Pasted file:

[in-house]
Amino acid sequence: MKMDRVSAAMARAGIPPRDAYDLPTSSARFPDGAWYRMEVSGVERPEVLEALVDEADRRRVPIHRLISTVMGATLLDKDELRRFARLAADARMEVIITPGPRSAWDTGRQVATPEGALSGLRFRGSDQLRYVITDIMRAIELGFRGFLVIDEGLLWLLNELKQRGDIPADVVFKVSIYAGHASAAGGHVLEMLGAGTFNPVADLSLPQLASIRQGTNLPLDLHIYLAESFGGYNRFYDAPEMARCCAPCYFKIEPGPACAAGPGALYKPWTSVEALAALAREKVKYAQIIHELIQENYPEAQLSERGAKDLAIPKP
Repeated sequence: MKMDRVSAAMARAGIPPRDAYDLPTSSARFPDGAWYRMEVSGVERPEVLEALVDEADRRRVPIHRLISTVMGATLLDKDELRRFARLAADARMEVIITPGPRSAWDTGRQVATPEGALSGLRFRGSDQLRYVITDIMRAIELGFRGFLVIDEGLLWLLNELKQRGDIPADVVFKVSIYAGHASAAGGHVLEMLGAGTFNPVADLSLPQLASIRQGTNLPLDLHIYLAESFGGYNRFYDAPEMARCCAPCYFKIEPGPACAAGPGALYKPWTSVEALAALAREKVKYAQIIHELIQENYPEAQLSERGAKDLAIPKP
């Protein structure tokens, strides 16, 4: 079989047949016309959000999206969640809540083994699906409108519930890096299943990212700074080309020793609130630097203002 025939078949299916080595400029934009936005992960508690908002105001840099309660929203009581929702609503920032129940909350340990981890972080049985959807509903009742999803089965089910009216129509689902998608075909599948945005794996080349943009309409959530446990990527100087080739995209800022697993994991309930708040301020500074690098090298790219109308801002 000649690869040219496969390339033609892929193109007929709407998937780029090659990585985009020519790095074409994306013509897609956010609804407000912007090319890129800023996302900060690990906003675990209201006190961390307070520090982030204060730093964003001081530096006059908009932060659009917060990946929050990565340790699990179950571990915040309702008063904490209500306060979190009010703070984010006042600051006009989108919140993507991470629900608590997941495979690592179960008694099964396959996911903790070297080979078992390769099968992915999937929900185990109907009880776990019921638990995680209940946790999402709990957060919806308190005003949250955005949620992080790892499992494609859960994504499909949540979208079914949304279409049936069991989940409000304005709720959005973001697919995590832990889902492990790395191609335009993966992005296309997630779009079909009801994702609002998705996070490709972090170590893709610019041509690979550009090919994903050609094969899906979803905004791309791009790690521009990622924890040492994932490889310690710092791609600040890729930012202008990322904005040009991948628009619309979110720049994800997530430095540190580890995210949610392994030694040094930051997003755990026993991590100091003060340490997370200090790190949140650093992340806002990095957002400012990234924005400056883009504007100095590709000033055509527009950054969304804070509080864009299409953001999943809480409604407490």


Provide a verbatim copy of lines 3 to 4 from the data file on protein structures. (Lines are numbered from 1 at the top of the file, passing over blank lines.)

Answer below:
Repeated sequence: MKMDRVSAAMARAGIPPRDAYDLPTSSARFPDGAWYRMEVSGVERPEVLEALVDEADRRRVPIHRLISTVMGATLLDKDELRRFARLAADARMEVIITPGPRSAWDTGRQVATPEGALSGLRFRGSDQLRYVITDIMRAIELGFRGFLVIDEGLLWLLNELKQRGDIPADVVFKVSIYAGHASAAGGHVLEMLGAGTFNPVADLSLPQLASIRQGTNLPLDLHIYLAESFGGYNRFYDAPEMARCCAPCYFKIEPGPACAAGPGALYKPWTSVEALAALAREKVKYAQIIHELIQENYPEAQLSERGAKDLAIPKP
């Protein structure tokens, strides 16, 4: 079989047949016309959000999206969640809540083994699906409108519930890096299943990212700074080309020793609130630097203002 025939078949299916080595400029934009936005992960508690908002105001840099309660929203009581929702609503920032129940909350340990981890972080049985959807509903009742999803089965089910009216129509689902998608075909599948945005794996080349943009309409959530446990990527100087080739995209800022697993994991309930708040301020500074690098090298790219109308801002 000649690869040219496969390339033609892929193109007929709407998937780029090659990585985009020519790095074409994306013509897609956010609804407000912007090319890129800023996302900060690990906003675990209201006190961390307070520090982030204060730093964003001081530096006059908009932060659009917060990946929050990565340790699990179950571990915040309702008063904490209500306060979190009010703070984010006042600051006009989108919140993507991470629900608590997941495979690592179960008694099964396959996911903790070297080979078992390769099968992915999937929900185990109907009880776990019921638990995680209940946790999402709990957060919806308190005003949250955005949620992080790892499992494609859960994504499909949540979208079914949304279409049936069991989940409000304005709720959005973001697919995590832990889902492990790395191609335009993966992005296309997630779009079909009801994702609002998705996070490709972090170590893709610019041509690979550009090919994903050609094969899906979803905004791309791009790690521009990622924890040492994932490889310690710092791609600040890729930012202008990322904005040009991948628009619309979110720049994800997530430095540190580890995210949610392994030694040094930051997003755990026993991590100091003060340490997370200090790190949140650093992340806002990095957002400012990234924005400056883009504007100095590709000033055509527009950054969304804070509080864009299409953001999943809480409604407490």